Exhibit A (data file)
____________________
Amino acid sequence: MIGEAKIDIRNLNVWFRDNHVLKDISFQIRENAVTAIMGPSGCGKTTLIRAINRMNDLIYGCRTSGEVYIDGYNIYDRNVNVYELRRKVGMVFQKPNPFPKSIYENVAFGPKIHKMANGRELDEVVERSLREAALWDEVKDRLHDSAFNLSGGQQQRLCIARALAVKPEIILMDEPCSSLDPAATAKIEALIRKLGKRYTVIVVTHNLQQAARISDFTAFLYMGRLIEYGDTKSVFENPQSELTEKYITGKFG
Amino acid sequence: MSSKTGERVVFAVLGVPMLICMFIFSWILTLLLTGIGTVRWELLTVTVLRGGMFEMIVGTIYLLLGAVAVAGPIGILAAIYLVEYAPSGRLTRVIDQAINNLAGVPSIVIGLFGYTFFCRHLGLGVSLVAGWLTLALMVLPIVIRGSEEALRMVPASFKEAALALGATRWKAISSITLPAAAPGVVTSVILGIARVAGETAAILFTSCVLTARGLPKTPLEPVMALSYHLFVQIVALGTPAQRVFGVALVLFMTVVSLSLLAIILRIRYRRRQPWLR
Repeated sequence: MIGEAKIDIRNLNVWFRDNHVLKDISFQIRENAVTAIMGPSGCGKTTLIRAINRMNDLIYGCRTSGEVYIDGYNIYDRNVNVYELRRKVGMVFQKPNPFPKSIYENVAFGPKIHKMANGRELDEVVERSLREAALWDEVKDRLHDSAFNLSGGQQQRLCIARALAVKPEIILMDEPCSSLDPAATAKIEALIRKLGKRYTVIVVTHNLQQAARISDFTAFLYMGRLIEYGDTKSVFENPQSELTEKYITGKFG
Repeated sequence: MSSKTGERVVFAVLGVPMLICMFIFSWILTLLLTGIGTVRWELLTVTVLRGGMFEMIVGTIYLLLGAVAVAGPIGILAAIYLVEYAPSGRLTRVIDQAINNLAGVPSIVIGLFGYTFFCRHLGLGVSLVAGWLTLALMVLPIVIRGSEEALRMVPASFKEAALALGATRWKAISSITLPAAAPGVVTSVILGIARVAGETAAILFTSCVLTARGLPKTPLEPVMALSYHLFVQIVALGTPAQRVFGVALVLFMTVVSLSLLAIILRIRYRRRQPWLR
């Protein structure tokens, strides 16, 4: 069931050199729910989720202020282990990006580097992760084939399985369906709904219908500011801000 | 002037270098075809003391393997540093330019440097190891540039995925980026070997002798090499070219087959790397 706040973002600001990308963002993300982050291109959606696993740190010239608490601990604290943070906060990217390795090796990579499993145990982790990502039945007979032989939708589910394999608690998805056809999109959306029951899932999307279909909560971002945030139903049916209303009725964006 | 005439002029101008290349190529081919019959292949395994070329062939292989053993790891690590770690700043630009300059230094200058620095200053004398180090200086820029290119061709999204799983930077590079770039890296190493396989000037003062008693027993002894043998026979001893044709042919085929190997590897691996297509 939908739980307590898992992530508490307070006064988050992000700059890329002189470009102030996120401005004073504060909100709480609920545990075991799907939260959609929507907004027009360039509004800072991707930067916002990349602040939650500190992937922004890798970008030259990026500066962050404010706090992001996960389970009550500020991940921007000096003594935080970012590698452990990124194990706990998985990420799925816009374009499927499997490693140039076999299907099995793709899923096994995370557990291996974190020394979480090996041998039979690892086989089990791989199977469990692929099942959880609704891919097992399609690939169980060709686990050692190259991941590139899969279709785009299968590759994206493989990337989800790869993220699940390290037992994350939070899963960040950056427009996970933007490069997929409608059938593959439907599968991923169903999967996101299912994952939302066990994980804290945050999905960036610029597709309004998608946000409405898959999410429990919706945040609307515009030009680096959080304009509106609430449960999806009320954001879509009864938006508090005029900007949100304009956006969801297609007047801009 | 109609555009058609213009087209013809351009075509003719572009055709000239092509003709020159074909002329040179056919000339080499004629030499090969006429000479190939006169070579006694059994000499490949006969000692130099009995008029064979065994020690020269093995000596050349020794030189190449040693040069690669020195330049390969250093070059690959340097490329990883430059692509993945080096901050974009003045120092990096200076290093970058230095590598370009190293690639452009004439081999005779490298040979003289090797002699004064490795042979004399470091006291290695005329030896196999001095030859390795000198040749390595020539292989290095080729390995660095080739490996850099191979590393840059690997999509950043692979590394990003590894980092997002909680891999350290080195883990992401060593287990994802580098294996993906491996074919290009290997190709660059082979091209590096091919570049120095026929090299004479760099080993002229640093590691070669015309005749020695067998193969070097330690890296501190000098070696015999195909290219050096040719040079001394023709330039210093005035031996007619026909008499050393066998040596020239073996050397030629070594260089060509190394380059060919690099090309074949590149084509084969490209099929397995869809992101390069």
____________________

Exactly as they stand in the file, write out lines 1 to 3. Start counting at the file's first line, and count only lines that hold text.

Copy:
Amino acid sequence: MIGEAKIDIRNLNVWFRDNHVLKDISFQIRENAVTAIMGPSGCGKTTLIRAINRMNDLIYGCRTSGEVYIDGYNIYDRNVNVYELRRKVGMVFQKPNPFPKSIYENVAFGPKIHKMANGRELDEVVERSLREAALWDEVKDRLHDSAFNLSGGQQQRLCIARALAVKPEIILMDEPCSSLDPAATAKIEALIRKLGKRYTVIVVTHNLQQAARISDFTAFLYMGRLIEYGDTKSVFENPQSELTEKYITGKFG
Amino acid sequence: MSSKTGERVVFAVLGVPMLICMFIFSWILTLLLTGIGTVRWELLTVTVLRGGMFEMIVGTIYLLLGAVAVAGPIGILAAIYLVEYAPSGRLTRVIDQAINNLAGVPSIVIGLFGYTFFCRHLGLGVSLVAGWLTLALMVLPIVIRGSEEALRMVPASFKEAALALGATRWKAISSITLPAAAPGVVTSVILGIARVAGETAAILFTSCVLTARGLPKTPLEPVMALSYHLFVQIVALGTPAQRVFGVALVLFMTVVSLSLLAIILRIRYRRRQPWLR
Repeated sequence: MIGEAKIDIRNLNVWFRDNHVLKDISFQIRENAVTAIMGPSGCGKTTLIRAINRMNDLIYGCRTSGEVYIDGYNIYDRNVNVYELRRKVGMVFQKPNPFPKSIYENVAFGPKIHKMANGRELDEVVERSLREAALWDEVKDRLHDSAFNLSGGQQQRLCIARALAVKPEIILMDEPCSSLDPAATAKIEALIRKLGKRYTVIVVTHNLQQAARISDFTAFLYMGRLIEYGDTKSVFENPQSELTEKYITGKFG